Looking to our left towards the east top of Bowscale Fell, in the shot it looks deserted but there was a solo walker and his dog over there.

Another view of The Tongue now with Souther Fell behind it. We carry on over the much gentler gradient towards the summit. The ground now has a flurry of snow sprinkled over it.

The pile of stones at the summit of Bowscale Fell flanked by Carrock Fell on the right and High Pike on the left. The position of the sun behind me unavoidably results in my shadow also appearing. The northerly breeze is much stronger and chillier up here so we didn’t linger.

Carrock Fell as we leave the summit area, followed by …..

….. High Pike …..

….. Knott …..

….. Great Calva …..

….. the Skiddaw group …..

….. and on the middle of the distant skyline, thanks to the air clarity, we can see Pillar, Buttermere’s High Stile and Red Pike and below them a zoom in will reveal Hindscarth and Robinson …..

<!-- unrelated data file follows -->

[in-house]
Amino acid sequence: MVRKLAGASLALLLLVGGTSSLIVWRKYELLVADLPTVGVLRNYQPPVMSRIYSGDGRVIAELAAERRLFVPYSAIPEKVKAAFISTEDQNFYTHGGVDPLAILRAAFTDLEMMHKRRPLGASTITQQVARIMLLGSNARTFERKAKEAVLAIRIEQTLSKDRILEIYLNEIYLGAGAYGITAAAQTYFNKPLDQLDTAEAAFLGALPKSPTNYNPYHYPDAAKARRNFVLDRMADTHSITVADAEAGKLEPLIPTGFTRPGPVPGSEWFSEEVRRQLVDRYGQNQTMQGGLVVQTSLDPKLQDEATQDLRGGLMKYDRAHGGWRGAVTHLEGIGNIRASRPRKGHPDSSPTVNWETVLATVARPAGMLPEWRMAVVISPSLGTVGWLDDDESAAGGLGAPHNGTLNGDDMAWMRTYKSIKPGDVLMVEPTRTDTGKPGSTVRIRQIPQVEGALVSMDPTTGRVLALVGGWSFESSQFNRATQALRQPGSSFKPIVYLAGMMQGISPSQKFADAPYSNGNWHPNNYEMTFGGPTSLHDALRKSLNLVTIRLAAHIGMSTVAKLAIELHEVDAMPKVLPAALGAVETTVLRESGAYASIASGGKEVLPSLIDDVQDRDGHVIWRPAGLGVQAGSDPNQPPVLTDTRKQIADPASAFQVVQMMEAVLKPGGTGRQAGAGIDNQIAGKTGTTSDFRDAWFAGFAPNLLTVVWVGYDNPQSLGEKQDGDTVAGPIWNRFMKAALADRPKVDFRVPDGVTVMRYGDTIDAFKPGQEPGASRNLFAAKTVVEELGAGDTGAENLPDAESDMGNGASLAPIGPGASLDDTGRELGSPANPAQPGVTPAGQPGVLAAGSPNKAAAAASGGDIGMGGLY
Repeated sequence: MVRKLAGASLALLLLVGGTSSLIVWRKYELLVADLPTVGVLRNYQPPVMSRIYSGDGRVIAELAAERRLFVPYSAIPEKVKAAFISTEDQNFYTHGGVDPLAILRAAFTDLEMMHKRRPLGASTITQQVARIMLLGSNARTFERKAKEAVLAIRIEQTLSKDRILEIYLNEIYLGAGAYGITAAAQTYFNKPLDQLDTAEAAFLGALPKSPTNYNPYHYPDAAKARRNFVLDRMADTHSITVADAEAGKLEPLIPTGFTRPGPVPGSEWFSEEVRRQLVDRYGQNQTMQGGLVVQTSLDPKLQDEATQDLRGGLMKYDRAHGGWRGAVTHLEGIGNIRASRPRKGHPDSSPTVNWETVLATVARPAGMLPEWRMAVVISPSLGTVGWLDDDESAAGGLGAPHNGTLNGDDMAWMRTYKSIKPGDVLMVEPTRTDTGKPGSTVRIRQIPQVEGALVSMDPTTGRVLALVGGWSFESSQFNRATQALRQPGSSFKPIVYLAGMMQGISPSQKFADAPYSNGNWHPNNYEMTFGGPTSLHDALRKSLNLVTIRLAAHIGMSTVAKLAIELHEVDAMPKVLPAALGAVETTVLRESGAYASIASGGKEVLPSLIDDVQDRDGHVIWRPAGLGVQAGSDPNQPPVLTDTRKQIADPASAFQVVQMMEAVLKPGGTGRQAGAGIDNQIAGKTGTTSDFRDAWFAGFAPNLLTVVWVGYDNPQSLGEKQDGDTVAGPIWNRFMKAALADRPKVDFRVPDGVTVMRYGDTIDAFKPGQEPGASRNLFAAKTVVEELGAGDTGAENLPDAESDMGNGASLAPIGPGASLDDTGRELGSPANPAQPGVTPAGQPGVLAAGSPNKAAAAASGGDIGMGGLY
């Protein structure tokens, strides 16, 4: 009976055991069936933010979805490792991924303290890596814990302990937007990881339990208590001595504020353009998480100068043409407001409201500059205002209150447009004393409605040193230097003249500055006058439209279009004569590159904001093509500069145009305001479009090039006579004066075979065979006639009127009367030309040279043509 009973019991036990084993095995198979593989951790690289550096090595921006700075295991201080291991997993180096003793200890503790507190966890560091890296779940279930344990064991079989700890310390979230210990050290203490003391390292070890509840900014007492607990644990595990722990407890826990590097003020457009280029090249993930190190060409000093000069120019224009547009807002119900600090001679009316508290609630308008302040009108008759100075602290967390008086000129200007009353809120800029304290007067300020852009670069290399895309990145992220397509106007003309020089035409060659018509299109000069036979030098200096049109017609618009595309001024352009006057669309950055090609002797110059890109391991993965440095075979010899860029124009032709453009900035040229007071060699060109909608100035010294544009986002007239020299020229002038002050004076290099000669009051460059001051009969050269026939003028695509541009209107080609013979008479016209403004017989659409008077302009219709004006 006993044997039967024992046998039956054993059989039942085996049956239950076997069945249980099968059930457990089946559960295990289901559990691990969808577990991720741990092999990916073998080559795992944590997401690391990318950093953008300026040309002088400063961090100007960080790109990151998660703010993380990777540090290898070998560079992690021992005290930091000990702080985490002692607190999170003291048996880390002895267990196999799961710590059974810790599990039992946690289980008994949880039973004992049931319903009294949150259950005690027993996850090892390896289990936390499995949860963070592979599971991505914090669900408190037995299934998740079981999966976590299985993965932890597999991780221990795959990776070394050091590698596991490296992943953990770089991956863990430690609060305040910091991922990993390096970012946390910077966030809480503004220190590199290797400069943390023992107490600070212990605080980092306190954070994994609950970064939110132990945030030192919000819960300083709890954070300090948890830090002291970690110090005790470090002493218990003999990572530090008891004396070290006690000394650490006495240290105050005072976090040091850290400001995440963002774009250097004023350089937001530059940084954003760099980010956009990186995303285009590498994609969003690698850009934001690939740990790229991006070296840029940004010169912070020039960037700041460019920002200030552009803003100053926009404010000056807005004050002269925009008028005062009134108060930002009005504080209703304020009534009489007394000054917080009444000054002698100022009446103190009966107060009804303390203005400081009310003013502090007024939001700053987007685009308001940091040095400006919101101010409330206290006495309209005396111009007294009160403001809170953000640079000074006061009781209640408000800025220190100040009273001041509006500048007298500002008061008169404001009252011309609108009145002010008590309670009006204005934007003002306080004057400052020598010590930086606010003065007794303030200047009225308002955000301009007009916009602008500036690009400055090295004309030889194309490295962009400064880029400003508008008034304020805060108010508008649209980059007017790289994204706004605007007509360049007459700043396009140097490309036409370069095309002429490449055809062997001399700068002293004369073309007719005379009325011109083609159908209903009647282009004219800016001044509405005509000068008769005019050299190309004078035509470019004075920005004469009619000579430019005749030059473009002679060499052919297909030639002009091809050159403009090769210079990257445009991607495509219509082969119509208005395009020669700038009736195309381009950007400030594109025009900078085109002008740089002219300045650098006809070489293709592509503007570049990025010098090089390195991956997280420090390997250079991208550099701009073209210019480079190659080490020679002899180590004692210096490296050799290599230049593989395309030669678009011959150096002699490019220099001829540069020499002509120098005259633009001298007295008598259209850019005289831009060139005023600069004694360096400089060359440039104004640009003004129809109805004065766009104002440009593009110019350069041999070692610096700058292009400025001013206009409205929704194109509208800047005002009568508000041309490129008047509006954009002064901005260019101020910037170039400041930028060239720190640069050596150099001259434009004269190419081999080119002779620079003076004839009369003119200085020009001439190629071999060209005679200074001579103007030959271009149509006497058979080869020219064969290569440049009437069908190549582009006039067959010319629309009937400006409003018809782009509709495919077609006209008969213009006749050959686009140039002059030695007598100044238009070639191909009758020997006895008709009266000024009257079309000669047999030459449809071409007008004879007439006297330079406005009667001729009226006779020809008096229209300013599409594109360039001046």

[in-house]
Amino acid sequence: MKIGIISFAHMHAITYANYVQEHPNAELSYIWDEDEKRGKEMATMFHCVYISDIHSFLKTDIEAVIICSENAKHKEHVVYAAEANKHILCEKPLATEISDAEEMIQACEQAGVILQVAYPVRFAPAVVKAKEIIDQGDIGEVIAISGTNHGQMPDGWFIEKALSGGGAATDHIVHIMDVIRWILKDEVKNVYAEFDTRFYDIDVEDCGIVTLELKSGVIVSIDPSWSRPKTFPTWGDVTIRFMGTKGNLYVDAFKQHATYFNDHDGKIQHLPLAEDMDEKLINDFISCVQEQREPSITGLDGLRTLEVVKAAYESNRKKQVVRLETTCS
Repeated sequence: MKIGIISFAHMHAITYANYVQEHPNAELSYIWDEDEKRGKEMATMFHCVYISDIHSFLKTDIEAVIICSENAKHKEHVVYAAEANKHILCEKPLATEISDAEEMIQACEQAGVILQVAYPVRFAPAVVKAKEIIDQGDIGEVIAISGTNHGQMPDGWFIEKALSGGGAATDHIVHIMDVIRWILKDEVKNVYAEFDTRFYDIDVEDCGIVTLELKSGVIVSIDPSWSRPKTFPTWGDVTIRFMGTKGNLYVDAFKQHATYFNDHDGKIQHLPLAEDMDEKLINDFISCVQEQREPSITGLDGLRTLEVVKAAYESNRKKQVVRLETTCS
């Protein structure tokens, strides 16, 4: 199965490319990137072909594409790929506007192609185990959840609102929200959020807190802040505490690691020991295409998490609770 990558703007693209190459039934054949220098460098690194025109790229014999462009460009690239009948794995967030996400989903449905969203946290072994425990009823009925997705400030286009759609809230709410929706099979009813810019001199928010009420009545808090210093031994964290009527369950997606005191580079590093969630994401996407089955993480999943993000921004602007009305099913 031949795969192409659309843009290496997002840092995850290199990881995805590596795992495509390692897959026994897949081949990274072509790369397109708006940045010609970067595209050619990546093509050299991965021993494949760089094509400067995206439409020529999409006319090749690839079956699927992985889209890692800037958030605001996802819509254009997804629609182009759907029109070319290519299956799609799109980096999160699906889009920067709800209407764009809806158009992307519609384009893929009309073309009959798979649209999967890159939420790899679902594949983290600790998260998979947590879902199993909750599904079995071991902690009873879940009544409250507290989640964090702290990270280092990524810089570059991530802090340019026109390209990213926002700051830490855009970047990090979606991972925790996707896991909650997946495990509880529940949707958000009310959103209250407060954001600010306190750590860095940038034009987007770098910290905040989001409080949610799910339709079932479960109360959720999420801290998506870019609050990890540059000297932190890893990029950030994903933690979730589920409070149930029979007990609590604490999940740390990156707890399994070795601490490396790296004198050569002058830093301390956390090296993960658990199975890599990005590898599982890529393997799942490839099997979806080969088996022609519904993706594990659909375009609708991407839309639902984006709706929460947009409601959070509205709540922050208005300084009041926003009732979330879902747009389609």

….. and last, but not least, comes Blencathra, also covered with a flurry of snow.

A look back at Bowscale Fell summit as we reach the flatter, and usually soggy, ground below it. No problems with soggy stuff today, everything was crisp and firm underfoot. A few iced over puddles here and there were easily avoided.

Making our way over the frozen paths towards Bannerdale Crags. The place looks deserted but there were walkers dotted around here and there. We’ve just exchanged greetings with one solo walker who was making his way over to Bowscale Fell.

One of the many paths passes very close to one of the gullies of Bannerdale Crags which gives a fine view along the lower slopes of the Crags, over Bannerdale and across to Souther Fell.

The view back towards Bowscale Fell …..

….. and from the view point on Bannerdale Crags a view towards The Tongue and the east top of Bowscale Fell.

We walked up from the viewpoint towards the actual summit for a better view of Blencathra …..